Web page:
Adams Papers
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To John Adams from Thomas McKean, 7 January 1814

Philadelphia, Jan. 7, 1814.

Dear Sir,

In your favor of 26th November last, you say “that you venture to say that about a third of the people of the Colonies were against the Revolution.” It required much reflection before I could fix my opinion on this subject; but, on mature deliberation, I conclude you are right, and that more than a third of influential characters were against it. The opposition consisted chiefly of the Friends, or Quakers, the Menonists, the Protestant Episcopalians, whose clergy received salaries from the Society for Propagating the Gospel in Foreign Parts, and from the officers of the Crown and Proprietors of Provinces, with their connections, adding the timid and those who believed the Colonies would be conquered, and that of course they would be safe in their persons and property from such conduct, and also have a probability of claiming office and distinction; and also the discontented and capricious of all grades.

I have not heard the specific sum of money Mr. C. J. Marshall received for his copyright of the “Life of Washington,” nor have I been able to obtain any certain information concerning it; but, if he obtained a sixth part of what you mention, I think he ought to be contented.

During my protracted life, I neither have had leisure or inclination to write a history, and at my present age it is out of the question. It is true I have been often spoken to, and even solicited, by a great many of my learned acquaintance, to undertake that of the American Revolution, beginning at the year 1760 or before: among the, Dr. Rush, your former correspondent, was not the least anxious.

Though I shall never write a history, I will give you a historical fact respecting the Declaration of Independence, which may amuse, if not surprise.

On the 1st of July, 1776, the question was taken in committee of the whole of Congress, when Pennsylvania, represented by seven members then present, voted against it, four to three. Among the majority were Robert Morris and John Dickinson. Delaware (having only two present, namely, myself and Mr. Read) was divided. All the other States voted in favor of it. The report was delayed until the 4th; and, in the mean time, I sent an express for Cæsar Rodney to Dover, in the County of Kent, in Delaware, at my private expense, whom I met at the State House door, on the 4th of July, in his boots. He resided eighty miles from the city, and just arrived as Congress met. The question was taken. Delaware voted in favor of Independence. Pennsylvania (there being only five members present, Messrs. Dickinson and Morris absent) voted also for it. Messrs. Willing and Humphries were against it. Thus the thirteen States were unanimous in favor of Independence. Notwithstanding this, in the printed public journal of Congress for 1776, Vol. II., it appears that the Declaration of Independence was declared on the 4th of July, 1776, by the gentlemen whose names are there inserted: whereas, no persons signed it on that day; and, among the names there inserted, one gentleman, namely, George Read, Esq., was not in favor of it; and seven were not in Congress on that day, namely, Messrs. Morris, Rush, Clymer, Smith, Taylor, and Ross, all of Pennsylvania, and Mr. Thornton, of New Hampshire; nor were the six gentlemen last named members of Congress on the 4th of July. The five for Pennsylvania were appointed delegates by the convention of that State on the 20th of July, and Mr. Thornton took his seat in Congress, for the first time, on the 4th of November following; when the names of Henry Hinds, of New York, and Thomas McKean, of Delaware, are not printed as subscribers, though both were present in Congress on the 4th of July, and voted for Independence.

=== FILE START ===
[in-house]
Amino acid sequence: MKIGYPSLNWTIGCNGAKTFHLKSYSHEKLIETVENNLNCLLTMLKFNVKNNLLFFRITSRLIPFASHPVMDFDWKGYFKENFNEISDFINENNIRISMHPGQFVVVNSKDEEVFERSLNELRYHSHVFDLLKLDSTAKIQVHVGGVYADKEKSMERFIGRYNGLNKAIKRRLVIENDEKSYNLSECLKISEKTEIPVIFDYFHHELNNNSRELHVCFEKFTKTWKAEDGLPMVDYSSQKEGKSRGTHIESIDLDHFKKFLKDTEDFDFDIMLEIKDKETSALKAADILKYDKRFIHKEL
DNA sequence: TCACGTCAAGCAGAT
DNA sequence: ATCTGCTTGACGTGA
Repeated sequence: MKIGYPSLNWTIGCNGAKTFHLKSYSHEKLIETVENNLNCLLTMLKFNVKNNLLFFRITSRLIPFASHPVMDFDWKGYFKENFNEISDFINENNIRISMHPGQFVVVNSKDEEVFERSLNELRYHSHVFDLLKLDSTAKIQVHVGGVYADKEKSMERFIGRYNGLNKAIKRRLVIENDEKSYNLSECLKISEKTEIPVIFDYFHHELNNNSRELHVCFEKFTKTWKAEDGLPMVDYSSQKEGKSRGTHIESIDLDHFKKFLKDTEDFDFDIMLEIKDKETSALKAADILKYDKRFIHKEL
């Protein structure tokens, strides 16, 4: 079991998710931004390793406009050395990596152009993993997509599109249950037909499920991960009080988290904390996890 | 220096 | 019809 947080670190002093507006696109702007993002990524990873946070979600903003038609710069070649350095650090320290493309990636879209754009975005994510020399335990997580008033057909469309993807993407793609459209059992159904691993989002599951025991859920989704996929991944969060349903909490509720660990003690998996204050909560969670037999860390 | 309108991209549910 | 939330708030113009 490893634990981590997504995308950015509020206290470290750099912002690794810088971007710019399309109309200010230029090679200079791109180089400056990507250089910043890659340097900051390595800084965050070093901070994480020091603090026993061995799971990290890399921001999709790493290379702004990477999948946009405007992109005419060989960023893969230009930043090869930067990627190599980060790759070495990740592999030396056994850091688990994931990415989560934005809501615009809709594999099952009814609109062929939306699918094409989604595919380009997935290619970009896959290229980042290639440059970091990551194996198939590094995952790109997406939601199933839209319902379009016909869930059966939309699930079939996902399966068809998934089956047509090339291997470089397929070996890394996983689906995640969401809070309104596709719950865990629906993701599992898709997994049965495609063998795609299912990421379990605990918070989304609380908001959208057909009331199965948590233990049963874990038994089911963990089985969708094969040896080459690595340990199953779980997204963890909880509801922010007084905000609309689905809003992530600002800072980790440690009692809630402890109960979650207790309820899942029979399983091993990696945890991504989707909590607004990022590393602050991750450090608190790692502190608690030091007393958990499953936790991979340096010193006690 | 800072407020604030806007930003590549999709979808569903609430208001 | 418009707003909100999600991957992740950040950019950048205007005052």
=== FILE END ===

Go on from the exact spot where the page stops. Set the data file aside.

Here false colors are certainly hung out. There is culpability somewhere. What I have heard as an explanation is as follows: When the Declaration was voted, it was ordered to be engrossed on parchment, and then signed; and that a few days afterwards a Resolution was entered on the secret journal that no person should have a seat in Congress during that year until he should have signed the Declaration of Independence. After the 4th of July, I was not in Congress for several months, having marched with a regiment of Associators, as Colonel, to support General Washington, until the flying camp of ten thousand men was completed. When the Associators were discharged, I returned to Philadelphia, took my seat in Congress, and signed my name to the Declaration on parchment. This transaction should be truly stated, and the then secret journal should be made public. In the manuscript journal, Mr. Pickering, then Secretary of State, and myself, saw a printed half-sheet of paper, with the names of the members afterwards in the printed journals stitched in. We examined the parchment, where my name is signed in my own handwriting.

A glimmering of peace appears in the horizon. May it be realized. But every preparation should be made for a continuance of the war. When the British arms have been successful, I have never found their rulers or ministers otherwise than haughty, rude, imperious, nay, insolent. They and their allies have this year been successful, both in the north and south of Europe.

My sight fades very fast, though my writing may not discover it.

God bless you.

[Signature cut out.]

Printed Source--Collections of the Massachusetts Historical Society (Boston)..

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